Private fostering is when a child under the age of 16 (18 if disabled) lives with someone who is not a close relative (for example a grandparent, aunt, uncle, sibling, or step-parent) for 28 days or more. It's very difficult from the care of children formally provided by local councils through approved foster carers.
Privately fostered children and young people may:
- have parents living or working aboard
- be sent to the UK to study at state or language schools
- live with another family because they have problems at homebBe estranged from their own family
- be at independent schools and not returning home during school holidays.
Children who are on weekend or holiday visits do not count as being privately fostered.
It is the law that the Local Authority Children's Services know about all children and young people in Kent who are being privately fostered (or who are about to be). The Local Authority Children's Services have a duty both to make sure the child or young person is safe and that the private foster carer(s) has support (both financial and practical).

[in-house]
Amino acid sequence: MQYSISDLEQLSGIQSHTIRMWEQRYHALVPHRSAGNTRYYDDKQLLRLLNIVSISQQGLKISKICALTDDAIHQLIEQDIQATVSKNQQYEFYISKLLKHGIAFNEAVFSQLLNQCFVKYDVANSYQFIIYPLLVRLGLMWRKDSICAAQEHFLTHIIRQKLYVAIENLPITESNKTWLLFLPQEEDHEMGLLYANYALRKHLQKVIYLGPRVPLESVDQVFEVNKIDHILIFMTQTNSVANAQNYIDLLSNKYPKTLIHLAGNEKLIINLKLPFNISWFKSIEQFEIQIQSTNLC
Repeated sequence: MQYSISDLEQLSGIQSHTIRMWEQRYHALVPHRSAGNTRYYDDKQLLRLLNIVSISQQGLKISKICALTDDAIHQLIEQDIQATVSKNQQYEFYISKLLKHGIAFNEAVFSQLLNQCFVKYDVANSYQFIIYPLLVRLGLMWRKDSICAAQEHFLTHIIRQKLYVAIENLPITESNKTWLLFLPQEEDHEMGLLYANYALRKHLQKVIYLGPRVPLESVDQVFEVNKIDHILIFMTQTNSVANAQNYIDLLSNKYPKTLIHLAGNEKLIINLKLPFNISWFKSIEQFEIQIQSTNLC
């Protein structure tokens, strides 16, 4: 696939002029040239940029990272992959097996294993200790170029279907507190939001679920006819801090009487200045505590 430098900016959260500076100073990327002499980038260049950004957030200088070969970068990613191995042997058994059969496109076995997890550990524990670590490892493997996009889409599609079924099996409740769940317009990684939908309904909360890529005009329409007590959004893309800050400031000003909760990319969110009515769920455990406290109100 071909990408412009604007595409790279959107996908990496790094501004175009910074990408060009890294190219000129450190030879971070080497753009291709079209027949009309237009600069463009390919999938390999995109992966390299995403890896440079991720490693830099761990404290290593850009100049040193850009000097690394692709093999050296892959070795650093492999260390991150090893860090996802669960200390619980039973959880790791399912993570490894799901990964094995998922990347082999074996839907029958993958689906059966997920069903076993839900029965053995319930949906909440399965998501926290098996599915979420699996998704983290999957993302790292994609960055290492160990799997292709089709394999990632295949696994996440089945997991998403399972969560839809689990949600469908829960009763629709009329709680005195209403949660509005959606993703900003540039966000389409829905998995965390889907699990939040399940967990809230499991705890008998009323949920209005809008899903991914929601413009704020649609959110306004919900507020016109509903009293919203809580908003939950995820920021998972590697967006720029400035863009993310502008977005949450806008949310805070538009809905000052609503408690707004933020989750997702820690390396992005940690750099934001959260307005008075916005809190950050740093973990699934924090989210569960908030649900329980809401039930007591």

If you are:
- the parent(s) or carer(s) of the child being privately fostered
- the person privately fostering someone else's child
- a professional working with a child, young person or family
- a member of the public who notices suspected private fostering
you should tell the Local Authority Children's Services immediately by calling 03000 41 11 11.
Kent annual reports
On a yearly basis the KCC Integrated Children's Services produce a private fostering report which provides an overview of referrals, assessment and support of privately fostering children who were referred to Kent; alongside compliance with national minimum standards (including awareness raising) for the year.